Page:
Within weeks, the WWF was outgaining WCW in television ratings and, with Austin heading the ship and a new crop of talent built behind him, the company rose to new heights. By 2001, WCW was out of business.
Tyson’s short stay wasn’t the reason for all of that (read the book “The Death of WCW” for a tale of incredible corporate mismanagement of a million-dollar product). It was though a critical lynchpin. The numbers don’t lie.
Tyson, then the pay-per-view king of the world despite moments like the bite heard round the world less than a year earlier, brought his cache to wrestling and helped to make a difference of almost 500,000 buys from Wrestlemania 13 to Wrestlemania 14. The boost to Austin gave the wrestling industry it’s biggest star since Hulk Hogan’s 1980’s heyday and was an important part of the foundation allowing for Dwayne “The Rock” Johnson to grow from wrestling’s number two man behind Austin to feature film mega-star.
In that sense, it’s fitting for Tyson to be inducted the same weekend The Rock finally comes back to Wrestlemania. There is a symbiotic link between the two and that era. It’s also fun to be reminded of the historical link between the sport of boxing and the entertaining world of wrestling. Jack Dempsey, Joe Louis, and Joe Frazier all played parts in the latter after their days as fighters were done. Floyd Mayweather got involved to great success just four years ago on he verge of short-lived retirement and then resumption as a pound-for-pound player in the sweet science
Some shook their heads. Others just smiled. There is a kinship between the outlets, and also with mixed martial arts, even if it’s not always embraced. At its best, wrestling is great fun and, while outcomes may be fixed, the athletes involved perform impressively.
It’s not easy to do a huracanrana folks.
Tyson was a part of that fun then and will be again this weekend.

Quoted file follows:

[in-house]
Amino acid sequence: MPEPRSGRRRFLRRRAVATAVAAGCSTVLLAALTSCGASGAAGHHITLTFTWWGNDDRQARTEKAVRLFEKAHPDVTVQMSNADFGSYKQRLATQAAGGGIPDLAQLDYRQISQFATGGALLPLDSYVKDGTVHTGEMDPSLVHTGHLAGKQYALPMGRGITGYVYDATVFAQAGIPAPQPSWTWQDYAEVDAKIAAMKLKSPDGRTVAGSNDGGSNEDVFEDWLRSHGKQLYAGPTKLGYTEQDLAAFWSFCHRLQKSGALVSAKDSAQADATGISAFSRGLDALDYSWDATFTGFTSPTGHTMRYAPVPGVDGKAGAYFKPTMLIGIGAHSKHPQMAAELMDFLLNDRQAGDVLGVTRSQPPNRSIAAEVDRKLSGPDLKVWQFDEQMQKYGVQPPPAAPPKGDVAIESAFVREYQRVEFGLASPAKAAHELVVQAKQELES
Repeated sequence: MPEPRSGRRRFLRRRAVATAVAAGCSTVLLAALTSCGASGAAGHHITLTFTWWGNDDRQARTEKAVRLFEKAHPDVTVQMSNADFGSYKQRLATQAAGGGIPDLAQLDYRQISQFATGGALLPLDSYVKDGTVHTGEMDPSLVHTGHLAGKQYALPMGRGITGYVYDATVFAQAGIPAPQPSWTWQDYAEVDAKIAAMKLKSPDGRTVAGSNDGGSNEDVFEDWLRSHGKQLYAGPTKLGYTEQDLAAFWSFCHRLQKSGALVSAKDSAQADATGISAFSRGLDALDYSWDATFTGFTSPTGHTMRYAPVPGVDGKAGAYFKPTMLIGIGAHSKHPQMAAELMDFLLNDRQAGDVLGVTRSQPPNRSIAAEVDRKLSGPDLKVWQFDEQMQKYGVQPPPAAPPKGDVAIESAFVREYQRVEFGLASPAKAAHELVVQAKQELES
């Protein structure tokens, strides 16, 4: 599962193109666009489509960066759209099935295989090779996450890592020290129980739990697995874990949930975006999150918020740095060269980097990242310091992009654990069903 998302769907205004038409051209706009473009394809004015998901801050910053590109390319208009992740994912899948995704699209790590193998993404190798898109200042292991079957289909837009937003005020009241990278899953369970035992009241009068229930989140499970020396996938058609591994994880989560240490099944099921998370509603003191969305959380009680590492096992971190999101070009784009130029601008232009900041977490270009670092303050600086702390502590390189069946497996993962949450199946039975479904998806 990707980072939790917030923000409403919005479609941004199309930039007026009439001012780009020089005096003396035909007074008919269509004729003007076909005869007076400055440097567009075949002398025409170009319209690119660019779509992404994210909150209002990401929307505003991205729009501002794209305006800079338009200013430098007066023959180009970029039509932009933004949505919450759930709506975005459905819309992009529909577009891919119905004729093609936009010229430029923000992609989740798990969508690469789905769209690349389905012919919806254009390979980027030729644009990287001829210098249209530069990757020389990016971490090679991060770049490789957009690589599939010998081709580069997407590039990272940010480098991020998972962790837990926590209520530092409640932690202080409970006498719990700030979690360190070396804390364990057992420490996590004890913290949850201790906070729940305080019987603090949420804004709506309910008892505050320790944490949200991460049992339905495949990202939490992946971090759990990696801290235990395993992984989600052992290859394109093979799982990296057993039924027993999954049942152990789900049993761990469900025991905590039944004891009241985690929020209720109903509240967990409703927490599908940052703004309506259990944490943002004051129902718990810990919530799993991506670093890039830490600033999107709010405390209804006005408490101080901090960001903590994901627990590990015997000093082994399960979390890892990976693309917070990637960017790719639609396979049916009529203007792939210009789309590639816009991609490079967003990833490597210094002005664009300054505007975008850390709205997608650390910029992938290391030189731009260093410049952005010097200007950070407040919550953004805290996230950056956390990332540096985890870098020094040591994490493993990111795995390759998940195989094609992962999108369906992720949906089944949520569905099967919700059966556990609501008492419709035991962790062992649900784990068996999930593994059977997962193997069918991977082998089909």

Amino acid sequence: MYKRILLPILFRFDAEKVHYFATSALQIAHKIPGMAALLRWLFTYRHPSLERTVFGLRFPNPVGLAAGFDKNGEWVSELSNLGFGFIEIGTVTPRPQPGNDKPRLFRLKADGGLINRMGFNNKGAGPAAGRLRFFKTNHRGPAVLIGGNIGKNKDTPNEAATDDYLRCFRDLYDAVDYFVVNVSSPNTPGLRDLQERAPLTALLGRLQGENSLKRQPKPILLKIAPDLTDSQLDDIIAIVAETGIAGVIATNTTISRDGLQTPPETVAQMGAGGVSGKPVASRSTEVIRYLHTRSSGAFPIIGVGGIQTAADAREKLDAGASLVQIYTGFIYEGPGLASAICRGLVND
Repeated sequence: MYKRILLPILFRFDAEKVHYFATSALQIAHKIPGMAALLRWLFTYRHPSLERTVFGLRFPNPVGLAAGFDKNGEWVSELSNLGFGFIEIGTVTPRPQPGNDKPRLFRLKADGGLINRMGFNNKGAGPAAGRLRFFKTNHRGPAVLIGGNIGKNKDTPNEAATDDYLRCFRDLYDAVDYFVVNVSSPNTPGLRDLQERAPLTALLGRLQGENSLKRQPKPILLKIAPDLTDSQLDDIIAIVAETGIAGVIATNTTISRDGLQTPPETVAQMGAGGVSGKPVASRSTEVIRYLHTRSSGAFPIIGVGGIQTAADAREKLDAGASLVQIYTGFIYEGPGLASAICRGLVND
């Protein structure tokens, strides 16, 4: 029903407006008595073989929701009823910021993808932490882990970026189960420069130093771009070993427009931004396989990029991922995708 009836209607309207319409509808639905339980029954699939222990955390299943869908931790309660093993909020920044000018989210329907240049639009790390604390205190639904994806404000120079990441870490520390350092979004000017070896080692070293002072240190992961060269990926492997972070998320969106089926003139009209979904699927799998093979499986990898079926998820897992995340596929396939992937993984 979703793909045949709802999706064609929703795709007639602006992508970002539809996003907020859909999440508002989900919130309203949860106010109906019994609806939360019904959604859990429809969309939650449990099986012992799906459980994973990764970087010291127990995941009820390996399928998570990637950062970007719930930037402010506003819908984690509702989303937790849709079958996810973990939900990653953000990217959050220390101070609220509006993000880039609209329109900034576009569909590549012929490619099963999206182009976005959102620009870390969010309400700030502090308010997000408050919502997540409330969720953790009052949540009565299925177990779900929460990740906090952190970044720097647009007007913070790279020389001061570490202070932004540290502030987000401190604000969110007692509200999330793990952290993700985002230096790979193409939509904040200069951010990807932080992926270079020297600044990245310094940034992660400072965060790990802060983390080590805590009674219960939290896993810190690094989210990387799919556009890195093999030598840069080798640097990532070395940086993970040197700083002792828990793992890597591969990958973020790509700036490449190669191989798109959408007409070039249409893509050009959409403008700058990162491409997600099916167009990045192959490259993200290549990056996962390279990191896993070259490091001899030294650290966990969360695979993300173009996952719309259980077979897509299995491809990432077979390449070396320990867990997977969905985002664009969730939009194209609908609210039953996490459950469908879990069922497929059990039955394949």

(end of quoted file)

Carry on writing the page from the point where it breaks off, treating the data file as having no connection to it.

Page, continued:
He’ll even be inducted by Michaels.
One guesses they’ve laid that old grudge to rest.
The Weekly Ledger
But wait, there’s more…
Garcia Outworks Smith: http://www.boxingscene.com/roberto-garcia-soundly-outpoints-antwone-smith-home--50973
The End for El Terrible?: http://www.boxingscene.com/tijuana-sunset-garcia-likely-closes-final-morales-chapter--51022
New Champs at 140, 122: http://www.boxingscene.com/new-champs-140-122-review-ratings-update--51063
Updated Division Ratings: http://www.boxingscene.com/forums/view.php?pg=boxing-ratings
Picks of the Week: http://www.boxingscene.com/boxingscenecoms-television-picks-week--51096
Cliff’s Notes… As an additional note on Tyson and wrestling, he was almost involved in Wrestlemania 6. It’s never been fully revealed what he might have been doing there. Was he going to go Ali-Antonio Inoki and do some sort of match with Hogan? Would he have been a special referee for the epic Hogan-Ultimate Warrior showdown? Buster Douglas denied the world it’s chance to find out, but at least got a nice gig in Tyson’s place as a special referee for Hogan-Randy Savage on an NBC Main Event special…Congratulations to the Klitschko Brothers for being selected by the BWAA to receive this year’s honors for “Honesty and Integrity.” Love or loathe their fighting styles at times, the Klitschko’s make incredible contributions outside the ring and are a model of class and professionalism all fighters can mimic…Word is the Sato-Sor Rungvisai battle at 115 on Tuesday was a corker. Hope to have it reviewed by next week…Jose Sulaiman pleads for Erik Morales to retire? Hey, Jose, you first…Dmitry Pirog versus Daniel Geale is a great idea. The winner will deserve Sergio Martinez in a big way…Game of Thrones and Mad Men are back. The world is good.
Cliff Rold is a member of the Ring Magazine Ratings Advisory Panel, the Yahoo Pound for Pound voting panel, and the Boxing Writers Association of America. He can be reached at email@example.com